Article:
Why should a complete newbie chose internet marketing? Part 10 -going public

Starting the John Thornhill course meant opening the door to technical knowledge that had earlier passed me by and also to an interaction with a large number of people, which was also new.

Setting up my website needed time to perfect each step. Computers are unforgiving and 99% is never enough – one wrong step, or one element missed guarantees failure. Fortunately, as spring gave way to summer, I had the time to regularly set aside half a day to put in the time.

Linking up with optimize press, opening social media accounts took unexpected amounts of time. As the late British politician remarked: ‘young people are not awed with new technology, they take it for granted’.

I took it for granted that I would be able to do it everything myself, even when I tortured support desks for what they must have considered trivia. It occurs to me that many of those who started in the naughties (years 2000-2010) must have had to turn to their tekkies for what today is freely, or cheaply available.

The demands on presentation today have dramatically improved over the levels of 10-15 years ago.

Then, a functional website was a major achievement. Once it was completed, the tekkies warned that any change would crash the site, possibly terminally, but would definitely be extremely expensive to repair.

Today, we have no excuse not to have the full panorama of top quality gadgets on a site and regular updates are critical to stay competitive.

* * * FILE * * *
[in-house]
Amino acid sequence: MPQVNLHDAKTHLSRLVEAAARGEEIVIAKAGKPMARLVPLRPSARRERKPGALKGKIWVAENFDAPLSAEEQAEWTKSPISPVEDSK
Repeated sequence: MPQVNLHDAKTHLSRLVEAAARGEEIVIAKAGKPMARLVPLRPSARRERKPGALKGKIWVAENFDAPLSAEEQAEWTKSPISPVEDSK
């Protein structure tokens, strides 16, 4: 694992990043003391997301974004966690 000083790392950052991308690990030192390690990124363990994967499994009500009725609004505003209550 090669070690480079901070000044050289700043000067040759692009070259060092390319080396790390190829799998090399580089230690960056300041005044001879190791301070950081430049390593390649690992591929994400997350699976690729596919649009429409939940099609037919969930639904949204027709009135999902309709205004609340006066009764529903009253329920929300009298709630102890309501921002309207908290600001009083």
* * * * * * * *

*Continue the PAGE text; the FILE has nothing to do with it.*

Still, processes on the computer elude me. My main photo on my site has disappeared and I have followed instructions, but cannot insert another copy. Also, Wealthy Affiliate does not support Jetpack which I need for my training. Software organisations update their models, which sets me off on a search, then a note to support. Support answers are amazingly quick, even on weekends, when some claim that they will shut over the weekend, but still provide swift service.

So, I am setting up my website in public, providing a work in progress to anybody who stumbles upon it.

Living in suburbs of capital cities, London then Moscow, mean that I knew and know few people, even though my flat is in two towers of a total 180 flats. People at different places where I have worked have left little trace in my life,with the exception of few friends with whom I have been in contact for years. Lecturing involves working with students, but only seeing my teaching colleagues when we assess theses. Administration departments are always busy, so I do little more than acknowledge them.

Clearly, internet marketing will broaden my horizons and dramatically increase my contacts and already has.

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